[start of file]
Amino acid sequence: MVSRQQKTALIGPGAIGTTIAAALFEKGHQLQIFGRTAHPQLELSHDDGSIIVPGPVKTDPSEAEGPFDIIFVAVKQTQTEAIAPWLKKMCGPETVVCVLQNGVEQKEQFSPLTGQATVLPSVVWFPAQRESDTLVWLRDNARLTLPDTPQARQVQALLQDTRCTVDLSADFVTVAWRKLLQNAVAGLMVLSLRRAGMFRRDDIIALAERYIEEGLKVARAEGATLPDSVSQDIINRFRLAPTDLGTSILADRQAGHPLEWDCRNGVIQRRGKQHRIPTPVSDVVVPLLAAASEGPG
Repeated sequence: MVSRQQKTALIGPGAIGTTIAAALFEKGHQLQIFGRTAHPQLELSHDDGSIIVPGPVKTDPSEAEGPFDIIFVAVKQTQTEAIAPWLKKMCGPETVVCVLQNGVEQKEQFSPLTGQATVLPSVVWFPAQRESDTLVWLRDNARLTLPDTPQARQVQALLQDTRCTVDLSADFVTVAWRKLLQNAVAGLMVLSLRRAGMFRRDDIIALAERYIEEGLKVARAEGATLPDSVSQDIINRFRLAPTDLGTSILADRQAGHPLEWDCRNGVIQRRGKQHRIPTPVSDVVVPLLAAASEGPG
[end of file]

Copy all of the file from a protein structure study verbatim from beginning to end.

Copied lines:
Amino acid sequence: MVSRQQKTALIGPGAIGTTIAAALFEKGHQLQIFGRTAHPQLELSHDDGSIIVPGPVKTDPSEAEGPFDIIFVAVKQTQTEAIAPWLKKMCGPETVVCVLQNGVEQKEQFSPLTGQATVLPSVVWFPAQRESDTLVWLRDNARLTLPDTPQARQVQALLQDTRCTVDLSADFVTVAWRKLLQNAVAGLMVLSLRRAGMFRRDDIIALAERYIEEGLKVARAEGATLPDSVSQDIINRFRLAPTDLGTSILADRQAGHPLEWDCRNGVIQRRGKQHRIPTPVSDVVVPLLAAASEGPG
Repeated sequence: MVSRQQKTALIGPGAIGTTIAAALFEKGHQLQIFGRTAHPQLELSHDDGSIIVPGPVKTDPSEAEGPFDIIFVAVKQTQTEAIAPWLKKMCGPETVVCVLQNGVEQKEQFSPLTGQATVLPSVVWFPAQRESDTLVWLRDNARLTLPDTPQARQVQALLQDTRCTVDLSADFVTVAWRKLLQNAVAGLMVLSLRRAGMFRRDDIIALAERYIEEGLKVARAEGATLPDSVSQDIINRFRLAPTDLGTSILADRQAGHPLEWDCRNGVIQRRGKQHRIPTPVSDVVVPLLAAASEGPG